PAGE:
SMSF trustees are often criticised for not having diversified portfolios. Does that hold water and, if so, can you see it changing?
I don’t think they’re looking at their portfolios in isolation; they consider their SMSFs as part of all their investments. Someone might be heavily in an asset class in their SMSF because they have all these others assets in this other asset class outside the system. Trustees think overall they’re balanced, but if you look at the SMSF it doesn’t look that way. It’s often much harder to deal with an industry or retail fund unless the trustee gives you lots of investment options that you can tailor, but you can’t do that with a blanket balance fund.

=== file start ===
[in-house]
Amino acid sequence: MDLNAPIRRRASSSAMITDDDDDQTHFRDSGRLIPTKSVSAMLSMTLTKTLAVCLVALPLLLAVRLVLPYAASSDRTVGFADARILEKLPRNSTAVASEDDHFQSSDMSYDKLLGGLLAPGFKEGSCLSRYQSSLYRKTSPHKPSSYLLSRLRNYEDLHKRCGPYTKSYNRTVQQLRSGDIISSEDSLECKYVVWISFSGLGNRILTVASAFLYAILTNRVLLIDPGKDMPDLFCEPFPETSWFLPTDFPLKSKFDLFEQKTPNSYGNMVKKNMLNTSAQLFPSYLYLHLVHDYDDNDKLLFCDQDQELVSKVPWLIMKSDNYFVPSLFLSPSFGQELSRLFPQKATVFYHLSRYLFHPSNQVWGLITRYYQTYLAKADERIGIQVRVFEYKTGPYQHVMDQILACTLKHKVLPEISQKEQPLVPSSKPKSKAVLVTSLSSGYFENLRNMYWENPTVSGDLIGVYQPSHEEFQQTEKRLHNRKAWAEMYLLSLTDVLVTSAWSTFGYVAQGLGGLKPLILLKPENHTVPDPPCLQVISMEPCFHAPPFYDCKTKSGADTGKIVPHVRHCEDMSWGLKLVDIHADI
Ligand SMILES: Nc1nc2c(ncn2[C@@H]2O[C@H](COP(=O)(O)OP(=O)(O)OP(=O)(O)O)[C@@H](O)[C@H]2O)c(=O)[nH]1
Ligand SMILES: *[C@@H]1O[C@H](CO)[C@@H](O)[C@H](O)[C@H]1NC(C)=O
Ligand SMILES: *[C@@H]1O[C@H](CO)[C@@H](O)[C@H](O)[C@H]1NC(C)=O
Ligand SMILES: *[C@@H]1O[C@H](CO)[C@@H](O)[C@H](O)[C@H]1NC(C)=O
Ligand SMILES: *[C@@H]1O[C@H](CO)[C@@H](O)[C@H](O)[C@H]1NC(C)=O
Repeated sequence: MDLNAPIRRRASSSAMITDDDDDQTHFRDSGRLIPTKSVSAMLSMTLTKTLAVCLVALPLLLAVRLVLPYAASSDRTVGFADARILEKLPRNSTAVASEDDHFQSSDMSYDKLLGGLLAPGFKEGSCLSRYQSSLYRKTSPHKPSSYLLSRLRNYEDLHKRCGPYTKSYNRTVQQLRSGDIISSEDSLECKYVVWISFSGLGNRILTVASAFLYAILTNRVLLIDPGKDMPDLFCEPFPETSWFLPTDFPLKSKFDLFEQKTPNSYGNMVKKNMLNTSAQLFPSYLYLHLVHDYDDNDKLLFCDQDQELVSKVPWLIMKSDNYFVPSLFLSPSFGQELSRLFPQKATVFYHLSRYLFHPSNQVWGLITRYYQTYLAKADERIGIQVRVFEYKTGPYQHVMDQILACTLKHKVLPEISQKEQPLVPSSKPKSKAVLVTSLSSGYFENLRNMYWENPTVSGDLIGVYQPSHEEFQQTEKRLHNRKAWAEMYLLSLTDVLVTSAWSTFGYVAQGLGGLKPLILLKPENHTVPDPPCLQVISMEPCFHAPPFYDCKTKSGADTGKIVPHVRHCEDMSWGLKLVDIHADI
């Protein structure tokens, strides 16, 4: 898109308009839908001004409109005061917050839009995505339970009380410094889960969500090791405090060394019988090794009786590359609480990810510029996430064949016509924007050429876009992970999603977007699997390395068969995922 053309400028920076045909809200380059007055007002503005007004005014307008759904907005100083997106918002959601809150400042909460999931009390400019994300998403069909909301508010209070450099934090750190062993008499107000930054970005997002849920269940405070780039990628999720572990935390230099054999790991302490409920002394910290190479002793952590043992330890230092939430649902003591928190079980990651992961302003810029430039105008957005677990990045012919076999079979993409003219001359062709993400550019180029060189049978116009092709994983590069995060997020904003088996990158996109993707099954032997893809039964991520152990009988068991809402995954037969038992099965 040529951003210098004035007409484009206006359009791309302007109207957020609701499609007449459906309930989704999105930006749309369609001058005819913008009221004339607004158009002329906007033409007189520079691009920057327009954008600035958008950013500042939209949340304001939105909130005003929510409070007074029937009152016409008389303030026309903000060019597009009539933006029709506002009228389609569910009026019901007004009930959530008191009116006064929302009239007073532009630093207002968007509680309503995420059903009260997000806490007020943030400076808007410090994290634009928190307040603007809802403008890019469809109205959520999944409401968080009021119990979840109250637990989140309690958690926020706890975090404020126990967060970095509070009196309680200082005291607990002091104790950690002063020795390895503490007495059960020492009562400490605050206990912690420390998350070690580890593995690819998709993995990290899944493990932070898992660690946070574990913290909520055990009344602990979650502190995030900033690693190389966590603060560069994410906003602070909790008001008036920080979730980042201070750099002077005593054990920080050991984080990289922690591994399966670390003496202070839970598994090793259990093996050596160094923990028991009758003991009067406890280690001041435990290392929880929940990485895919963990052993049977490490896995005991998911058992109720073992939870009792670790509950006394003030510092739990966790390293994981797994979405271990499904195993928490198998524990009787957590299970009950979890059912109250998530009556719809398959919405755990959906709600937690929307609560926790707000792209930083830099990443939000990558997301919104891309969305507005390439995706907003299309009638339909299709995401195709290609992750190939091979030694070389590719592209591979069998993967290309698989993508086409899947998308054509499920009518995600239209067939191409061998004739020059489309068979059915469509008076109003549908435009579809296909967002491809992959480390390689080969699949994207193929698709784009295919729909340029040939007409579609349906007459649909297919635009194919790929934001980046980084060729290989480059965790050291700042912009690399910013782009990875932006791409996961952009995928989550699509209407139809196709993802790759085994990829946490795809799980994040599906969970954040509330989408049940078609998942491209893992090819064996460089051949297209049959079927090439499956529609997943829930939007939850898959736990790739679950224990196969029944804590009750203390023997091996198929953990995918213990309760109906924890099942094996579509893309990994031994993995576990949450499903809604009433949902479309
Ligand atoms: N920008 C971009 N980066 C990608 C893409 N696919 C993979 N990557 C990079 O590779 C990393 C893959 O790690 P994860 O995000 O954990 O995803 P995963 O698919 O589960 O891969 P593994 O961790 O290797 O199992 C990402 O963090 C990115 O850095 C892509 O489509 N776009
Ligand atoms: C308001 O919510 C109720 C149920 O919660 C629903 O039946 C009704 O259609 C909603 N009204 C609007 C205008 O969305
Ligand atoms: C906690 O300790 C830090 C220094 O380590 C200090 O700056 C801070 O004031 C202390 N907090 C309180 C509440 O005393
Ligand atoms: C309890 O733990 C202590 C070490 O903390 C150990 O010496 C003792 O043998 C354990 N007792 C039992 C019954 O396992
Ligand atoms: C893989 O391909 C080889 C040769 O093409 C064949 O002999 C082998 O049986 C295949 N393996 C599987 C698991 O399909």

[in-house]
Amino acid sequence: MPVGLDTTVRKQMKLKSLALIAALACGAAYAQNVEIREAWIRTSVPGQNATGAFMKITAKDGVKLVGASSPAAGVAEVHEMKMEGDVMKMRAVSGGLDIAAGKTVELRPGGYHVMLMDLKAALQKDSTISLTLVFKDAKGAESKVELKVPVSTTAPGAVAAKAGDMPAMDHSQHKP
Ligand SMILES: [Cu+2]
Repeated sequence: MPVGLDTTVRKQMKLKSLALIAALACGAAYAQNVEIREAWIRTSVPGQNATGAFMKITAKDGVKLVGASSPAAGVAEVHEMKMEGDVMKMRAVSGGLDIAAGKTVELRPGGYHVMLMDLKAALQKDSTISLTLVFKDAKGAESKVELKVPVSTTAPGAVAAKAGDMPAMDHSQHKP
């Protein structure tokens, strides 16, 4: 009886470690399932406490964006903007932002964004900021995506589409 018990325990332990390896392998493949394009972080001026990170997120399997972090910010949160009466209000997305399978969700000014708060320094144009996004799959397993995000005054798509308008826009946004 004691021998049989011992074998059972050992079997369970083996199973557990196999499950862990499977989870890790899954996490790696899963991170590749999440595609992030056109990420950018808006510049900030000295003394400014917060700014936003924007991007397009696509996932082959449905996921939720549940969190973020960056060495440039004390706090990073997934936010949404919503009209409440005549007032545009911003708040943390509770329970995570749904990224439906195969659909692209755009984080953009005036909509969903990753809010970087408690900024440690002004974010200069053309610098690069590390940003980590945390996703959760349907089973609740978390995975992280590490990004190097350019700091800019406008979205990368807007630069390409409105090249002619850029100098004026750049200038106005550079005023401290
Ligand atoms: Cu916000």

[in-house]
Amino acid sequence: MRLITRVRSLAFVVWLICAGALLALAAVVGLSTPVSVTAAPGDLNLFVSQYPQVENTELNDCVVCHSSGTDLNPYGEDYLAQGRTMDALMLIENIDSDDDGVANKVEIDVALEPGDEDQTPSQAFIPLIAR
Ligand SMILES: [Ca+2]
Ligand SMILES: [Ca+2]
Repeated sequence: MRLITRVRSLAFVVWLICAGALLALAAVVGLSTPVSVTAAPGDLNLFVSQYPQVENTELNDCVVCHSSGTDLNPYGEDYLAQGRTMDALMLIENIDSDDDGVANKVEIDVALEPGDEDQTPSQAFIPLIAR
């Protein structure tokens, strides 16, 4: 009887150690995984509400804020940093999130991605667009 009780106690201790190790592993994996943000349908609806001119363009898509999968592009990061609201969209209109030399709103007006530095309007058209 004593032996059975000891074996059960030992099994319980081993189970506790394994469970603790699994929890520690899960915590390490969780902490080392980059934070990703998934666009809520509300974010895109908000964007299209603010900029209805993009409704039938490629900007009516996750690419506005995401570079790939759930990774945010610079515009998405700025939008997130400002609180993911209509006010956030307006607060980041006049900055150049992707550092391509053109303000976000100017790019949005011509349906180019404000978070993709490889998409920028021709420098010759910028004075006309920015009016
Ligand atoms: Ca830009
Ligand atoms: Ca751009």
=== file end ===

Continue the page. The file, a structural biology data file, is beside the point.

What advice would you give trustees looking to ‘up their game’ in their portfolio construction?
You need to ask yourself, am I trying to grow the fund’s value or am I trying to generate income? Then go back to the standard principles: what level of risk am I willing to bear to get that outcome? Using that, you can then create a portfolio around that. Rather than say, ‘Gee, I like that asset it, I’ll buy it’, ask yourself does it actually fit what you’re trying to achieve. You have to set the goals first and then build the road around the goals, not the other way around.